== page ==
Translation issues aside, Ecclesiastes can be unsettling to those who expect the Bible to resolve their existential crises or guide them along spiritual journeys. Brazil opened his show by saying that the sudden death of his father had prompted him to search for meaning, and Ecclesiastes helped him ultimately settle on this Meaningless project. I asked him later whether he felt satisfied by Qoheleth’s persistent questions, challenges, and contradictions. He replied,
This is exactly what resonates with me. The world is a mystery, and accepting that it’s a mystery is so freeing, and for me, comforting. It’s not my job to figure all this out. People have been trying to do that for thousands of years, and this spiritual text gives us some things to think about, but ultimately, it’s all an enigma. Or vapor. Or “meaningless.” One of my favorite passages is, “In my search for wisdom and in my observation of people’s burdens here on earth, I discovered that there is ceaseless activity, day and night. I realized that no one can discover everything God is doing under the sun. Not even the wisest people discover everything, no matter what they claim” [8:16–17]. Every time I get to this part of the show, it hits me in my soul.
And while Brazil does not present this text in a particularly religious way—nor in religious settings—it strikes me that one thing that makes a text scripture is that it hits you in your soul.
One of the audience reactions on Brazil’s website reads, “I was totally transfixed. It is possible that once you have seen this show you will never look at the Bible in the same way again.” There’s the transformative power of Qoheleth as theater! This also aligns with my belief that many people misunderstand, love, or hate the Bible because they have not actually read it, and that Ecclesiastes is a model book for reconsidering one’s view of the Bible. In other words, state your understanding of the Bible, and then read Ecclesiastes. Now, do you need to go back and change your overall understanding of the Bible? Meaningless makes us do that.
I’ve found myself reflecting on other ways I might edit Brazil’s command performance. I would have added to Brazil’s bag of props a beer stein or growler. He does have a wine bottle, as is fitting based on the carpe diem saying that mentions wine in 9:7. But beer would relate to my interpretation of the puzzling verse 11:1, “Send out your bread upon the waters, for after many days you will get it back.” I argue that this verse is about beer-making. It describes the process for brewing ale in biblical times, which—in simplified terms—involved putting bread in water and letting it ferment. This reference fits with the sevenfold carpe diem in the book, where Qoheleth recommends eating, drinking, and enjoying life. Beer was a staple and surely was a part of Qoheleth’s repertoire!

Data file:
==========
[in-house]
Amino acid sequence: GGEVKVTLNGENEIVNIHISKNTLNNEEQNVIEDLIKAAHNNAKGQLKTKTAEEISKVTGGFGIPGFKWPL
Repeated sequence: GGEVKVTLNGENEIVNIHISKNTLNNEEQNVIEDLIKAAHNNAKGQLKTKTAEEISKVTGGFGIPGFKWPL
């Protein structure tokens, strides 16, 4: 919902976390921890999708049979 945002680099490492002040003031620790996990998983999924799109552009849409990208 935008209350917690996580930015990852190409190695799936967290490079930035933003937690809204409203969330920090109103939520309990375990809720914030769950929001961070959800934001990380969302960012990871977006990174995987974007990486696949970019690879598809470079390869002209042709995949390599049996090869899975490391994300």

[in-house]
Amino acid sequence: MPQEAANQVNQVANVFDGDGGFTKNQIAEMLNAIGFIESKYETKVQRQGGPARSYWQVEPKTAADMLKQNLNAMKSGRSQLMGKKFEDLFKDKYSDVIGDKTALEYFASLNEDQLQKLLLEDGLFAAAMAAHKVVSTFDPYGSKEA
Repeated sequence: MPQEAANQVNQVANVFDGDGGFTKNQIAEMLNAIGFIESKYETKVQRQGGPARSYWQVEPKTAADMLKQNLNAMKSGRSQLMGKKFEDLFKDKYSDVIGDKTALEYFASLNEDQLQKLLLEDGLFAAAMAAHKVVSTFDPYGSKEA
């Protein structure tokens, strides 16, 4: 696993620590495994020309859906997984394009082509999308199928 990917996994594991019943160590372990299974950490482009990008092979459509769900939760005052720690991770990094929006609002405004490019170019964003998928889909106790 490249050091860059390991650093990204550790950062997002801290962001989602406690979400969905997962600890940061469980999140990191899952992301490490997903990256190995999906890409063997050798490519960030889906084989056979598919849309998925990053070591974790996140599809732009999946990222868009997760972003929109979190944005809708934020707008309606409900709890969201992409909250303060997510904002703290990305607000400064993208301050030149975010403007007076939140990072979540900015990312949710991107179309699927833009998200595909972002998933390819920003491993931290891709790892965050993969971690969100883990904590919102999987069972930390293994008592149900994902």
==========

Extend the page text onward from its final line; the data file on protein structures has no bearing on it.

As a feminist interpreter of Ecclesiastes, this interests me because it spotlights the women who were the brewmasters in the ancient world. Maybe this would be one place to bring in a side character, a woman tavern keeper akin to Siduri in Gilgamesh. Her advice to that ancient superhero was much like the carpe diem Qoheleth advocated; her wisdom was served alongside the week’s brew.
That brings me to one more request, with apologies to Brazil: I want to see Meaningless performed by a woman. In my recent book I practiced the discipline of not gendering Qoheleth, as seemed fitting for a feminist commentary, especially given some intriguing instances of gender-bending in Ecclesiastes. Now that I have seen how effective a monologue can be for considering the meaning of this book, I wonder how a female Qoheleth would deliver the line, “I found more bitter than death the woman who is a trap” (7:26). Would she offer this as a serious analysis of the literary personification of Wisdom as a woman, familiar from Proverbs 1–9, or would she do it in drag, as a way of angrily ridiculing the patriarchy?
Rodney Brazil’s Meaningless is still touring (see meaningless.live), so if you’re lucky, you might be able to catch it somewhere near you or work it into your travel plans. Rorschach test or not, Brazil has rightly inhabited Qoheleth.